Does your horse spook, bolt, rear, buck, or kick while riding? Is your horse “girthy”? Is your horse nervous or does it worry? Do you ride a mare, stallion, or sensitive gelding? Do you believe your horse is not happy? Does your horse always seem to be crooked to the right? Does it not want to pick up the right canter lead or do flying changes in that direction? Does your horse have a hard time holding weight? Is it a picky eater? Does it have a dull coat? Has your horse just experienced a recent trauma in their life? Have they been recently imported, moved to a new barn, or their buddy has left? Has your horse's behavior gotten worse as your training proceeds where as it should be getting better? Does your horse colic or stress when the weather changes, either hot, cold, or both? (FYI Horses have more trouble in the winter as the low pressure changes of the storms bother them.)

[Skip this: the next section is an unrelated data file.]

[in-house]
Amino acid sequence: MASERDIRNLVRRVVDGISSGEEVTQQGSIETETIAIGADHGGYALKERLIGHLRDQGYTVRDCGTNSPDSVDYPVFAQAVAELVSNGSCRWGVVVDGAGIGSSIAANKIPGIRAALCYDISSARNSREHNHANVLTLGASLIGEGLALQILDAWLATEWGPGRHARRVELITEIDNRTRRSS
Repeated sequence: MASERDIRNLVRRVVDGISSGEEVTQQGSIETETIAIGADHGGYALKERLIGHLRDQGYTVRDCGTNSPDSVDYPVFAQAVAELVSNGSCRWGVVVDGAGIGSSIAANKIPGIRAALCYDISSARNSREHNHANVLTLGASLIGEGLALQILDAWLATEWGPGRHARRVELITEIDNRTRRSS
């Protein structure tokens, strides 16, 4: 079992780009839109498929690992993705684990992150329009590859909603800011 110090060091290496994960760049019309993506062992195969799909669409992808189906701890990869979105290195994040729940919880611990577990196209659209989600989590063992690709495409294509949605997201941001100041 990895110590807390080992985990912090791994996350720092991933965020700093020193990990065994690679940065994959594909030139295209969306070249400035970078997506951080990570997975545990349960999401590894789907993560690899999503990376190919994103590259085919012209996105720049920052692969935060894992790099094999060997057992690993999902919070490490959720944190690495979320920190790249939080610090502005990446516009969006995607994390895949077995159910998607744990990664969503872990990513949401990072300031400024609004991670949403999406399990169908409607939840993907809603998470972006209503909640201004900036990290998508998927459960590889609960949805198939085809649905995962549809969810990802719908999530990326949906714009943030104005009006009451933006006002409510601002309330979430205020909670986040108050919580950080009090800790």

If you answered “yes” to even one of these questions, your horse could have ulcers. Even if you answered “no”, your horse still could have stomach and/or hind gut ulcers. The only sure thing about ulcer symptoms is that all horses react differently to stomach ulcers.
Also, you have found this page because you already think your horse has ulcers. You wouldn't be here if they didn't.
Please note, if your horse is experiencing pain in another part of it's body, this can also cause ulcers. If you treat the ulcers, and they don't get better in 2 -3 weeks, look for another source of pain. You'll need to treat the pain and the ulcers.
Also, you can't think you are going to treat the ulcers once and that will fix the horse for the rest of it's life. They do get new ones. So preventing and treating ulcers can be an "on going" process. That's why I have found cheaper sources of ulcer medicines, so it is cost effective to keep the horse on them.